Dublin, Wednesday, 12th June, 2019: Almost 50 leading companies, which have signed up to halve their direct carbon footprint between now and 2030, have engaged positively with the challenge and already secured significant emissions reductions of harmful greenhouse gases. This is according to PwC’s report on the Business in the Community Ireland (BITCI) Low Carbon Pledge ‘Business Working Together for a Low Carbon Ireland’ published today.
BITCI encouraged 47 companies to make the Low Carbon Pledge last year to act as a starting point in which companies can measure their efforts annually at cutting their carbon footprint and collectively make a public statement on their commitment to addressing climate change.
BITCI commissioned PwC to produce the inaugural Low Carbon Pledge report which sets out a clear baseline from which to chart future progress on the decarbonisation pathway utilising information provided by the pledge companies.
Signatory companies have committed to reducing their *Scope 1 and Scope 2 carbon intensity by 50% by 2030 and to report on their progress on an annual basis. The PwC report states that pledge companies are making significant progress towards achieving the target decrease in carbon *intensity by 2030. The average emissions intensity reductions across the pledge companies was 36%.
Because of this initial significant intensity reductions over the baseline period to 2018, BITCI will focus on upping the scope and ambition of the 2030 greenhouse gas reduction targets. A critical challenge for companies will be sustaining such reduction efforts and focus on delivering further intensity improvements up to the 50% target and out to 2030 or an earlier date.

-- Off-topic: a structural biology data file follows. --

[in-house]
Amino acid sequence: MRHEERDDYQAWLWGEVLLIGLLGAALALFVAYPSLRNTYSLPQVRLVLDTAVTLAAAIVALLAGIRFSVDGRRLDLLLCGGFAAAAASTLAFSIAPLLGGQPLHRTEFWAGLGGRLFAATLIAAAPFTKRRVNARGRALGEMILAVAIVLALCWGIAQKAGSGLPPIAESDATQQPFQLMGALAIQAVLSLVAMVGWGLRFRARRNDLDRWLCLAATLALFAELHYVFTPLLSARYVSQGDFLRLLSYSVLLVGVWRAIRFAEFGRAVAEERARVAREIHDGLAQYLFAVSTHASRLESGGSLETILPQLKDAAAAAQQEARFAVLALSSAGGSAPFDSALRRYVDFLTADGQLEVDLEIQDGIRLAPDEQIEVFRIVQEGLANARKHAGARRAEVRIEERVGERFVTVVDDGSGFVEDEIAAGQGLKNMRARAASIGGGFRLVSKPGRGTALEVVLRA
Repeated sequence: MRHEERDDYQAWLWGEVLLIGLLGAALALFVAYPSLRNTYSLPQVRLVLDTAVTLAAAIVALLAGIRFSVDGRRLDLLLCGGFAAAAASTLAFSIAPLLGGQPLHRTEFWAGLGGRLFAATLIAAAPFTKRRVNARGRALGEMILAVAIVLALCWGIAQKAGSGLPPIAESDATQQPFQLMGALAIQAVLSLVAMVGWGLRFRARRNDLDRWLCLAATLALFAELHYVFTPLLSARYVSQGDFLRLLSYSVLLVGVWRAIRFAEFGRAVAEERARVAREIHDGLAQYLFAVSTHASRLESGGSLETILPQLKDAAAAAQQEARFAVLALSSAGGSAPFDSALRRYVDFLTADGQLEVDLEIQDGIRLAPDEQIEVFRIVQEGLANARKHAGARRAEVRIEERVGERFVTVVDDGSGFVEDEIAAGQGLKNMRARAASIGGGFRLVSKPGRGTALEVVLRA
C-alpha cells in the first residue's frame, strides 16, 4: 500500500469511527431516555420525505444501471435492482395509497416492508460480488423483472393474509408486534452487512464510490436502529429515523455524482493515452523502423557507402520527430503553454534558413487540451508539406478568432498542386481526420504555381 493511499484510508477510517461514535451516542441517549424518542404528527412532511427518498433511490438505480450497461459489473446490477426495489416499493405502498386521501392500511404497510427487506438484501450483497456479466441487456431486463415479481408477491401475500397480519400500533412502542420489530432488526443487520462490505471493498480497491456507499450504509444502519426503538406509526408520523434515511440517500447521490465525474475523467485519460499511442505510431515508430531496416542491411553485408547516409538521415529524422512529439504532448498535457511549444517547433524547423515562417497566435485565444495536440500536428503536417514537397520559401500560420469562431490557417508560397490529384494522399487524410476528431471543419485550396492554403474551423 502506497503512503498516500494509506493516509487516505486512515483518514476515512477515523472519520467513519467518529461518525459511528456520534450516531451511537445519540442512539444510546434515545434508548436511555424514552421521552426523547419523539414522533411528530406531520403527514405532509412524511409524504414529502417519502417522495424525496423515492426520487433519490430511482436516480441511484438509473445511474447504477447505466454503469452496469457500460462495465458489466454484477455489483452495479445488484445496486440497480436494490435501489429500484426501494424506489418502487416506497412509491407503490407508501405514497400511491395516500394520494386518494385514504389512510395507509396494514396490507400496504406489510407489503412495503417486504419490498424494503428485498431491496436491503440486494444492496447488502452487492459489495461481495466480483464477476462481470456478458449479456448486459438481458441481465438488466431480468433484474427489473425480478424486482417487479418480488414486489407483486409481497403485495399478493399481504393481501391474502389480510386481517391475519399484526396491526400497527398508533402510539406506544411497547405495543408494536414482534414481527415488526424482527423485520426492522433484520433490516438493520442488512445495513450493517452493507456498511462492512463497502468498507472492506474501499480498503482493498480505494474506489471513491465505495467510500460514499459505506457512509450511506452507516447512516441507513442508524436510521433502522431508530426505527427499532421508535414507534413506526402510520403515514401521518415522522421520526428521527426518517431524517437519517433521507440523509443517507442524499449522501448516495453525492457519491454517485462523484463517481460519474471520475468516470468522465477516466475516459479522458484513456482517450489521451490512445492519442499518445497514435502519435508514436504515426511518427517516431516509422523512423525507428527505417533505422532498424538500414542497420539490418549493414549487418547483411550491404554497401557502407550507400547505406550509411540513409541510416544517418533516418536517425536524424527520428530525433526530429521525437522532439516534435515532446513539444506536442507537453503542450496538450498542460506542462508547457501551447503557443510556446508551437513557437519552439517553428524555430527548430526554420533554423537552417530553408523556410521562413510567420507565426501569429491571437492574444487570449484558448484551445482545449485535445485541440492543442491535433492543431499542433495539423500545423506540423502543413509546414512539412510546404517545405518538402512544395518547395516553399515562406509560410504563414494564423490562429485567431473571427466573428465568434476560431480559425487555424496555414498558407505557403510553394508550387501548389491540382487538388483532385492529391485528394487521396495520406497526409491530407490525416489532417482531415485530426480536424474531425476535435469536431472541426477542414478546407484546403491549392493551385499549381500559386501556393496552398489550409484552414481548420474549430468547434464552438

In addition, 66% of Pledge companies reduced their electricity usage.
The report stresses that the recording and reporting of emissions data ‘represents a critical first step in businesses’ engagement with, and commitment to, reducing their carbon impact. PwC notes that the Irish market is still quite immature in the area of sustainability assurance but that awareness is growing. For example, 34% of companies received no form of external assurance or validation of their carbon data either in the form of 3rd party assurance, an external accreditation such as ISO, or an assurance opinion from a 3rd party assurance provider.
The pledge companies were drawn from traditionally carbon intensive sectors such as agriculture/agribusiness and energy/utilities but also includes pharma, beverages, transport, communications, retailing, technology and professional services. The breadth of involvement across business and industry illustrates BITCI’s commitment to ensuring that there is cross sectoral support in battling greenhouse gas emissions.
Minister for Communications, Climate Action & Environment, Richard Bruton T.D welcomed today’s report and commented, “Leadership from enterprise is crucial, if we are to achieve the step change that is needed to tackle the climate challenge. Businesses can drive this change, both directly in how they manage their buildings, arrange their transport, and choose their energy source but also indirectly as ambassadors influencing their clients and supply chain. The opportunities and rewards are greatest for those who move early and lead the way forward.”
The report includes four case studies highlighting the actions that companies have taken to reduce their carbon emissions and in doing so improving the efficiency of their operations The companies – Gas Networks Ireland, Dawn Meats, ESB and HEINEKEN Ireland– outline their key actions in emissions reductions.
Welcoming the report, Business in the Community Ireland CEO, Tomás Sercovich, said: “Climate change is a reality and not a future-looking risk to be mitigated. Now that we have the data and concrete evidence, we have a strong mandate to mobilise more companies to make the pledge and raise their ambition towards decarbonisation. Investing in low carbon initiatives and engaging broadly in dialogue with policy makers, suppliers, employees and local communities will be critical to enable this transition to be successful.”